• 2, 3 Regarding the alleged "ditching" across the hedge line, the trial court found the evidence to be contradictory and inconclusive. Although a trial court's holding is always subject to review, this court will not disturb a trial court's finding and substitute its own opinion unless the holding of the trial court is manifestly against the weight of the evidence. Underlying this rule is the recognition that, especially where the testimony is contradictory, the trial judge as the trier of fact is in a position superior to a court of review to observe the conduct of the witnesses while testifying, to determine their credibility, and to weigh the evidence and determine the preponderance thereof. (Schulenburg v. Signatrol, Inc. (1967), 37 Ill.2d 352, 226 N.E.2d 624; Ehrhart v. Reid (1979), 73 Ill. App.3d 824, 828-29, 392 N.E.2d 435.) From our review of the evidence in the record, it is apparent that the judgment of the trial court is adequately supported in the record and that his determination is clearly not contrary to the manifest weight of the evidence in this cause.

The plaintiffs next contend that the court erred in finding that the plaintiffs had failed to prove their damages by a preponderance of the evidence. The plaintiffs testified as to the amount of land each of them lost to production in the years 1973 and 1974. They each testified as to the crops they had intended to plant thereon, the market value of these crops, and the cost of their production. All of this evidence was properly before the court on the issues of damages. Also before the court was evidence that all of the land below the bluff, including that of plaintiffs and defendants, was subject to flooding, that the rainfall in 1973 and 1974 far exceeded the norm, and that the plaintiffs suffered less flooding in 1975 than in 1974, and virtually no flooding in 1976. The issues of damages and of causation in this cause were intimately connected. The court found that the evidence was highly speculative as to the extent to which the flooding of plaintiffs' land was proximately caused by the activity of the defendants. As a result, the amount of damages attributable to the defendants' activities, be they "lawful' or "unlawful," was highly speculative. The evidence in the record supports the court's findings.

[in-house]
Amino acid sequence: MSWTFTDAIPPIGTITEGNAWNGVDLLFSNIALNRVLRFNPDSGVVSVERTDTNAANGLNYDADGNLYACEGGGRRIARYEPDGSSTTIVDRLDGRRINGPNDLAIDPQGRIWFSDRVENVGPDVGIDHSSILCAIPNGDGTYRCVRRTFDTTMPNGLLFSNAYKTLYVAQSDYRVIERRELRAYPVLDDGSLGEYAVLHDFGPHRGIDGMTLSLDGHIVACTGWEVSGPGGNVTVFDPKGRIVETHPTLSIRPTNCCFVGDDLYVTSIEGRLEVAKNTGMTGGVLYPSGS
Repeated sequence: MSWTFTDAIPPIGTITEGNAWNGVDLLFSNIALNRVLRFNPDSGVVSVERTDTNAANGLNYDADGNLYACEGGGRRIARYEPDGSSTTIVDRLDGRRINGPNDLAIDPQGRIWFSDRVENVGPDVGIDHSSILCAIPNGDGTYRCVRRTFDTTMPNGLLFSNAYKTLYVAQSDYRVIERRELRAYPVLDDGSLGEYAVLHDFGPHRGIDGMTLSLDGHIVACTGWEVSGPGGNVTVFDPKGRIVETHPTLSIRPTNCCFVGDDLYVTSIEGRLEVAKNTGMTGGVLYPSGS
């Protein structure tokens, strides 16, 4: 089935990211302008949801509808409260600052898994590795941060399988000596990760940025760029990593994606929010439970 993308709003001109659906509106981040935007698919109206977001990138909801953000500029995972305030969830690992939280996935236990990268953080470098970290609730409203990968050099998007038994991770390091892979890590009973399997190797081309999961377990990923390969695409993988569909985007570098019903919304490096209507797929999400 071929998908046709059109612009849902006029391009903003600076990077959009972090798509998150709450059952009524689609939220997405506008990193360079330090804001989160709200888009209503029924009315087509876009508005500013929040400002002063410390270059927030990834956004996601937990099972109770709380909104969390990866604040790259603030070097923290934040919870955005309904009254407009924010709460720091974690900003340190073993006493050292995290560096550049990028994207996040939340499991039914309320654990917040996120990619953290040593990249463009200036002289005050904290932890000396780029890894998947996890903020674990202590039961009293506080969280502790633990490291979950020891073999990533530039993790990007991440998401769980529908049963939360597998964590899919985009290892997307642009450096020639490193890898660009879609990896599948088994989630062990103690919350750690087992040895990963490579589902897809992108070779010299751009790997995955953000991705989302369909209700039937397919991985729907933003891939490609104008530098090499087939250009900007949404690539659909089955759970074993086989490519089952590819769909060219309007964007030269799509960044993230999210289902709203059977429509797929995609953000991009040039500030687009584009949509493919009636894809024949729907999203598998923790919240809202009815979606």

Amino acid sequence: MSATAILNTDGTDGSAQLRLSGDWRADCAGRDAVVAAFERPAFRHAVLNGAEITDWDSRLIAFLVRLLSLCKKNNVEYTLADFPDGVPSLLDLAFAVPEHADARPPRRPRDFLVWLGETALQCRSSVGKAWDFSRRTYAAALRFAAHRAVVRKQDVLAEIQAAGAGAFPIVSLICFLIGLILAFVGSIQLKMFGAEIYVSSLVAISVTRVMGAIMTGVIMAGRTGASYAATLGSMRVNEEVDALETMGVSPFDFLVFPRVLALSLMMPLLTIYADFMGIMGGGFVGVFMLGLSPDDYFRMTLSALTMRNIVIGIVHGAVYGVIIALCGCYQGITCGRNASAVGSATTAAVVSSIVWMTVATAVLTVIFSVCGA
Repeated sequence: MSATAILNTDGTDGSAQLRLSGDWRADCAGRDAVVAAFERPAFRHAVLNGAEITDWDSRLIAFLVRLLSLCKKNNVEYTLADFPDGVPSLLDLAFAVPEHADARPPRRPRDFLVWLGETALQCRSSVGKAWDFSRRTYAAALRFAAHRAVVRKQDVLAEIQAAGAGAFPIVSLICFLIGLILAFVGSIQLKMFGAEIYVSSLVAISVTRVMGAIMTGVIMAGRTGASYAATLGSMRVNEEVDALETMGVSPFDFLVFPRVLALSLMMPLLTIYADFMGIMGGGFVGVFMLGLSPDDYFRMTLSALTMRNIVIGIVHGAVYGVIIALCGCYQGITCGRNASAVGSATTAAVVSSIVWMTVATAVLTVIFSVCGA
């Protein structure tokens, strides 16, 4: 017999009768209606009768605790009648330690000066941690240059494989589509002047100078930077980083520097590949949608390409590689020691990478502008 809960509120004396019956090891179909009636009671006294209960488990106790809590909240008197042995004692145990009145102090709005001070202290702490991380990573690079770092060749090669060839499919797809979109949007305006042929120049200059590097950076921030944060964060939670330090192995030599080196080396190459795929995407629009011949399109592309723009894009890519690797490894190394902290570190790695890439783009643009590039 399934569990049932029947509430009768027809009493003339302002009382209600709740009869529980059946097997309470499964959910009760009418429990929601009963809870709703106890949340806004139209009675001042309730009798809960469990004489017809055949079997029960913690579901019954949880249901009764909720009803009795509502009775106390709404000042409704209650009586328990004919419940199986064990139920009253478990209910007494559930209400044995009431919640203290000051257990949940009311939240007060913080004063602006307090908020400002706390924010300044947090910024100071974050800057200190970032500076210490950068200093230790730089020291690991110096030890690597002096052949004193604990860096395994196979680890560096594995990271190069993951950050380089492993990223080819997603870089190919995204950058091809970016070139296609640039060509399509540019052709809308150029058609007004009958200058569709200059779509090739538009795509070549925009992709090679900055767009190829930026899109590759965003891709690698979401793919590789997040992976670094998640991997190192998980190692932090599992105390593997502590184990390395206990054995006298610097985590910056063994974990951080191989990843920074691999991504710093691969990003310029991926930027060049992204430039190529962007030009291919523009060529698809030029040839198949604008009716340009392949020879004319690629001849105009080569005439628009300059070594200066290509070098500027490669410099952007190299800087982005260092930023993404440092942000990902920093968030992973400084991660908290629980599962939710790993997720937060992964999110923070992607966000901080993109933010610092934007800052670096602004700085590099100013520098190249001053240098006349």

For the reasons stated, the judgment of the Circuit Court of Mercer County is hereby affirmed.


SCOTT, P.J., and HEIPLE, J., concur.